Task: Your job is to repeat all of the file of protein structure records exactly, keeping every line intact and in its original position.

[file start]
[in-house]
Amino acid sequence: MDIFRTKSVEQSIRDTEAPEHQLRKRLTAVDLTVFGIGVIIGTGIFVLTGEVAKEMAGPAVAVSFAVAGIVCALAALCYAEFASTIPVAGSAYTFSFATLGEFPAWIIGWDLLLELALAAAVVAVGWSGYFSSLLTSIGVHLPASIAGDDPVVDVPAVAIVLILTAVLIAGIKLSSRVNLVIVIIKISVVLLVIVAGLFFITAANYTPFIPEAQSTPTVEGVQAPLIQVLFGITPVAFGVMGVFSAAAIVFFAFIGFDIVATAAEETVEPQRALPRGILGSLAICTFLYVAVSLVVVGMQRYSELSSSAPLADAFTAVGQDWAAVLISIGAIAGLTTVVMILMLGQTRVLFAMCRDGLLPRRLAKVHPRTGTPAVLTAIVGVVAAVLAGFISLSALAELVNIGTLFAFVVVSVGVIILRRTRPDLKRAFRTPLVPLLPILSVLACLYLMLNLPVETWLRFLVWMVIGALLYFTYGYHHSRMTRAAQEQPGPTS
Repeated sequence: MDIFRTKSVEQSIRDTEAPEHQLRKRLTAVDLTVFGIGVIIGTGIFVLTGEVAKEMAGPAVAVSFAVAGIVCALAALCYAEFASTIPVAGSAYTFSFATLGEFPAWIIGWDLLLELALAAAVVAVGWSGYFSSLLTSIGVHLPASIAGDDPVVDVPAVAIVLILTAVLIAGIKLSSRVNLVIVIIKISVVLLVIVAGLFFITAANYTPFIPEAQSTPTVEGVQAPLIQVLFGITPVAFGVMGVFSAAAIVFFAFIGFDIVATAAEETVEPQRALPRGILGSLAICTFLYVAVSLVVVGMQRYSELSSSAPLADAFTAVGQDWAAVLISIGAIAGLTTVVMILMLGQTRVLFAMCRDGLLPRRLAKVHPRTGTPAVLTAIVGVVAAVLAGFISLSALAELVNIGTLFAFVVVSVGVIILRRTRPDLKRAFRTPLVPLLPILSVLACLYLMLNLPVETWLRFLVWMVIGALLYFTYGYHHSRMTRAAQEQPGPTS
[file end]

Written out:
[in-house]
Amino acid sequence: MDIFRTKSVEQSIRDTEAPEHQLRKRLTAVDLTVFGIGVIIGTGIFVLTGEVAKEMAGPAVAVSFAVAGIVCALAALCYAEFASTIPVAGSAYTFSFATLGEFPAWIIGWDLLLELALAAAVVAVGWSGYFSSLLTSIGVHLPASIAGDDPVVDVPAVAIVLILTAVLIAGIKLSSRVNLVIVIIKISVVLLVIVAGLFFITAANYTPFIPEAQSTPTVEGVQAPLIQVLFGITPVAFGVMGVFSAAAIVFFAFIGFDIVATAAEETVEPQRALPRGILGSLAICTFLYVAVSLVVVGMQRYSELSSSAPLADAFTAVGQDWAAVLISIGAIAGLTTVVMILMLGQTRVLFAMCRDGLLPRRLAKVHPRTGTPAVLTAIVGVVAAVLAGFISLSALAELVNIGTLFAFVVVSVGVIILRRTRPDLKRAFRTPLVPLLPILSVLACLYLMLNLPVETWLRFLVWMVIGALLYFTYGYHHSRMTRAAQEQPGPTS
Repeated sequence: MDIFRTKSVEQSIRDTEAPEHQLRKRLTAVDLTVFGIGVIIGTGIFVLTGEVAKEMAGPAVAVSFAVAGIVCALAALCYAEFASTIPVAGSAYTFSFATLGEFPAWIIGWDLLLELALAAAVVAVGWSGYFSSLLTSIGVHLPASIAGDDPVVDVPAVAIVLILTAVLIAGIKLSSRVNLVIVIIKISVVLLVIVAGLFFITAANYTPFIPEAQSTPTVEGVQAPLIQVLFGITPVAFGVMGVFSAAAIVFFAFIGFDIVATAAEETVEPQRALPRGILGSLAICTFLYVAVSLVVVGMQRYSELSSSAPLADAFTAVGQDWAAVLISIGAIAGLTTVVMILMLGQTRVLFAMCRDGLLPRRLAKVHPRTGTPAVLTAIVGVVAAVLAGFISLSALAELVNIGTLFAFVVVSVGVIILRRTRPDLKRAFRTPLVPLLPILSVLACLYLMLNLPVETWLRFLVWMVIGALLYFTYGYHHSRMTRAAQEQPGPTS